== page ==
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12 interesting Samsung facts about its history
One of the mobile world kings, Samsung, has built itself into a massive mobile and electronics empire, though its story starts much earlier — in 1938. Over the years, the company has evolved significantly, bringing innovation into countless markets going well beyond just mobile and electronics.
Its story is interesting, full of both highs and lows. Let’s explore some of the more interesting facts about this Korean giant.
Right from its founding, Lee Byung-chul believed his new company was the start of something much bigger. The company’s name choice reflected this ambition. Built from the Korean words sam (three) and sung (stars), the tri-star symbol (三星) is said to culturally represent something “big, numerous, and powerful.”
This was a pretty bold claim for a trading company of forty employees dealing in locally grown produce and the creation of noodles. Since then, Samsung’s found its way into a lot more than just noodle-making, which leads us to another interesting fact.
1. How many people does Samsung employ?
While some of you may already know this, the Korean company is way more than just an electronics and mobile producer. The Samsung Group has 59 unlisted companies and 19 listed, all with their primary listings on the Korean exchange. These companies range from construction to financial services, shipbuilding, and even medical industries. Samsung Electronics, alone, employs over 267,000 people as of 2020, across 80 different countries, including Korea.
Another fun fact: Samsung’s construction division built the Burj Khalifa skyscraper in Dubai (pictured above), the tallest building in the world (as of this writing) at 2,722 feet.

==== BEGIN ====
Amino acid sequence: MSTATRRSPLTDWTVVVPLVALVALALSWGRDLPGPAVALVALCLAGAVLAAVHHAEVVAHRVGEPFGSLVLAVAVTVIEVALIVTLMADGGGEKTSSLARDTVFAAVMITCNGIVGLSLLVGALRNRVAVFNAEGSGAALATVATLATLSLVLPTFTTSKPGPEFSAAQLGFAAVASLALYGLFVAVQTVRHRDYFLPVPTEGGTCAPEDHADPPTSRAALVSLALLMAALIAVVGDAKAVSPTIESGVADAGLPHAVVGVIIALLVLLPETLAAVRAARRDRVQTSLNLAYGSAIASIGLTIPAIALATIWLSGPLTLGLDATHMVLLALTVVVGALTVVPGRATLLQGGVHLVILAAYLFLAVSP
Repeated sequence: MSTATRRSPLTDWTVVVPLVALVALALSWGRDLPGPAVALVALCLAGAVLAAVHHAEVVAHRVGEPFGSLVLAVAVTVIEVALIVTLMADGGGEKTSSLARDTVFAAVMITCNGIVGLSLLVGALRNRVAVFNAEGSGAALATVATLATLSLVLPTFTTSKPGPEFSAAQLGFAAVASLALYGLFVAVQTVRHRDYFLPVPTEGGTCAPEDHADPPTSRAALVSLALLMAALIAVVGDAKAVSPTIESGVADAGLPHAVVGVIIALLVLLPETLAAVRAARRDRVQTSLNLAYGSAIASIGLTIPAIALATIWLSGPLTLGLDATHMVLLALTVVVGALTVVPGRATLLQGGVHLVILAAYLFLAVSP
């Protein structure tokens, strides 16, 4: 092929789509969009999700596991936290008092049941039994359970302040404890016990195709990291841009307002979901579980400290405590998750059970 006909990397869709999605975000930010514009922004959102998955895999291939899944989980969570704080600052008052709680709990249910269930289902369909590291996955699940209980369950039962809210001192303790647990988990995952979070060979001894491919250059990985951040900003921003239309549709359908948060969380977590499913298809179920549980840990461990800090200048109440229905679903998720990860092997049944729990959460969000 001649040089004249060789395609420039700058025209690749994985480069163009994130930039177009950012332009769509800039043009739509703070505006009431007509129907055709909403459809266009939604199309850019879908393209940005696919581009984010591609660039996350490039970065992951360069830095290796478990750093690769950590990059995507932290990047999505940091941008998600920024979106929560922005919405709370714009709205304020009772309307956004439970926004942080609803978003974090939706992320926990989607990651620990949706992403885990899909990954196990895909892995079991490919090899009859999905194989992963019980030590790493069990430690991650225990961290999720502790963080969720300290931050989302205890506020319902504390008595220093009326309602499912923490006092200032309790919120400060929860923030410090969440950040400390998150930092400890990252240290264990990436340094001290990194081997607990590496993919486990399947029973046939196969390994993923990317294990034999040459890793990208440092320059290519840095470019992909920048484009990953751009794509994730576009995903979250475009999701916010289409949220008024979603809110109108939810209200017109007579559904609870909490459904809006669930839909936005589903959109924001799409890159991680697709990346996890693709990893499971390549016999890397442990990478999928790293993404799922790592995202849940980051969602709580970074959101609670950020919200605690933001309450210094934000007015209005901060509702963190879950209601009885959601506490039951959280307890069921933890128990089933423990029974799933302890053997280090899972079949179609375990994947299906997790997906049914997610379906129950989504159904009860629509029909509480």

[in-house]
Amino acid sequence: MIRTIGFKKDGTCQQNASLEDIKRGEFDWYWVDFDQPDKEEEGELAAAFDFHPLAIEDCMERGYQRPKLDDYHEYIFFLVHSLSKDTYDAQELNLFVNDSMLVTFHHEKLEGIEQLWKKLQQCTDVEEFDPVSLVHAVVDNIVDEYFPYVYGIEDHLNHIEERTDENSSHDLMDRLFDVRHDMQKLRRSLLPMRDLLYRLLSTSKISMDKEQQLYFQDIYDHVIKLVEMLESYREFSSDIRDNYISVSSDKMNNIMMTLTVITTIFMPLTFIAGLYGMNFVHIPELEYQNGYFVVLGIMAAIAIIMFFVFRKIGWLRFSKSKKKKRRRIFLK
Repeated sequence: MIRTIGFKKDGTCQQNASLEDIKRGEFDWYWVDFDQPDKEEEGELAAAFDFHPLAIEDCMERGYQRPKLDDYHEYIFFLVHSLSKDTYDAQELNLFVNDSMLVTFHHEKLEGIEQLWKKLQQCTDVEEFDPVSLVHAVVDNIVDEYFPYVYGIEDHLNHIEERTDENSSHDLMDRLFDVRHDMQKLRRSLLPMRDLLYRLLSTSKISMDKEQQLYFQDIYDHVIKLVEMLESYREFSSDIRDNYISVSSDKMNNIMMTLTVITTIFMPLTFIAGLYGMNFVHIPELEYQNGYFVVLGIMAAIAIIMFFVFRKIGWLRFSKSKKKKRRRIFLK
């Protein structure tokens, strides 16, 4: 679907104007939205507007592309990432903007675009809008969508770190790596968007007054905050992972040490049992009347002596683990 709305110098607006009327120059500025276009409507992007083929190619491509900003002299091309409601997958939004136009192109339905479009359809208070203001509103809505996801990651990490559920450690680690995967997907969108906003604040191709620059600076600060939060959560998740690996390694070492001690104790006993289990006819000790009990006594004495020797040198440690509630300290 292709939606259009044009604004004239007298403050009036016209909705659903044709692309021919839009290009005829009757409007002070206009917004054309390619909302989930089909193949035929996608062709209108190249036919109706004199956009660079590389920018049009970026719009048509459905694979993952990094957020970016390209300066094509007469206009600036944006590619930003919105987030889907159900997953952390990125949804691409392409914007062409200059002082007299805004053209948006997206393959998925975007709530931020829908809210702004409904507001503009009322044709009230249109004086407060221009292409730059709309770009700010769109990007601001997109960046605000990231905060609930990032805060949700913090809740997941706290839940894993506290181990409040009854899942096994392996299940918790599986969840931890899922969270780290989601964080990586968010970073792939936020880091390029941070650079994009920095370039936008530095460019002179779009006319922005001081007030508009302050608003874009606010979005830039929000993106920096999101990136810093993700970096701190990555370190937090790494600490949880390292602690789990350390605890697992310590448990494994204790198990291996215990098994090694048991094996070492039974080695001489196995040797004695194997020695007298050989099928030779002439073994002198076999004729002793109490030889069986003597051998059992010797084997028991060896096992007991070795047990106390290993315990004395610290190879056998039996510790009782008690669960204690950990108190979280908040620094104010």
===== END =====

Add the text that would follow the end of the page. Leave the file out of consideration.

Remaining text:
2. How much of South Korea’s GDP comes from Samsung?
We have already mentioned how many companies and how many employees are part of the Samsung Group. All those subsidiaries and workers mean the company takes up a massive amount of the total GDP of its home country, South Korea. In 2017, CNN reported the total resources of the Samsung Group made up about 15% of the country’s GDP. Over 20% of its market value is based on various Samsung Group companies on the Korean Stock Exchange. Most of that comes from just one company, Samsung Electronics.
3. What were Samsung Electronics’ first products?
The first electronics product ever produced by Samsung was a black and white TV in 1970. The company expanded a great deal in the following decades, and in 1986 entered into the mobile game with a car phone. While Samsung’s early TV efforts were fairly well-received, the first car phone from the company was poorly received and sold terribly.
4. How many times has Samsung’s logo changed?
While the Samsung logo changed a few times before the 70s, it stayed pretty consistent after this. It has significantly changed only three times. The current logo came to be in 2005. As you can see above, there have been seven logos since Samsung’s inception. If it ain’t broke, don’t fix it.
Related: The best Android logo makers
5. When did Samsung Electronics come to be?
While Samsung has been involved with electronics and the mobile industry for many decades now, in 1993, Samsung Chairman Lee Kun Hee (above) pushed forward a new management philosophy encouraging product quality as one of its core tenets. He encouraged his staff to “change everything except for their family.” To further promote this notion, Samsung’s Human Resource Development Center created new training and development courses to help with this professional growth.
6. When did it really take off?
Saying you’re going to focus on quality and taking that all-important step across the threshold are often two different things, and they indeed were for Samsung. In 1995, Kun-hee Lee would reportedly find himself frustrated with the quality of his products and the company’s lack of change. To drive his point home, numerous phones were stacked up high, joined by televisions, fax machines, and other gear. Lee and his board of directors then proceeded to destroy each of these products, even going so far as to break the cases and screens using heavy hammers.
As the story goes, Lee made sure around 2000 employees witnessed this. That day, more than $50 million worth of hardware was destroyed, and a new Samsung was finally born. Following this, the era of “new management” truly began, marked by rapid growth and global success, which has only continued to gain momentum in the decades to follow.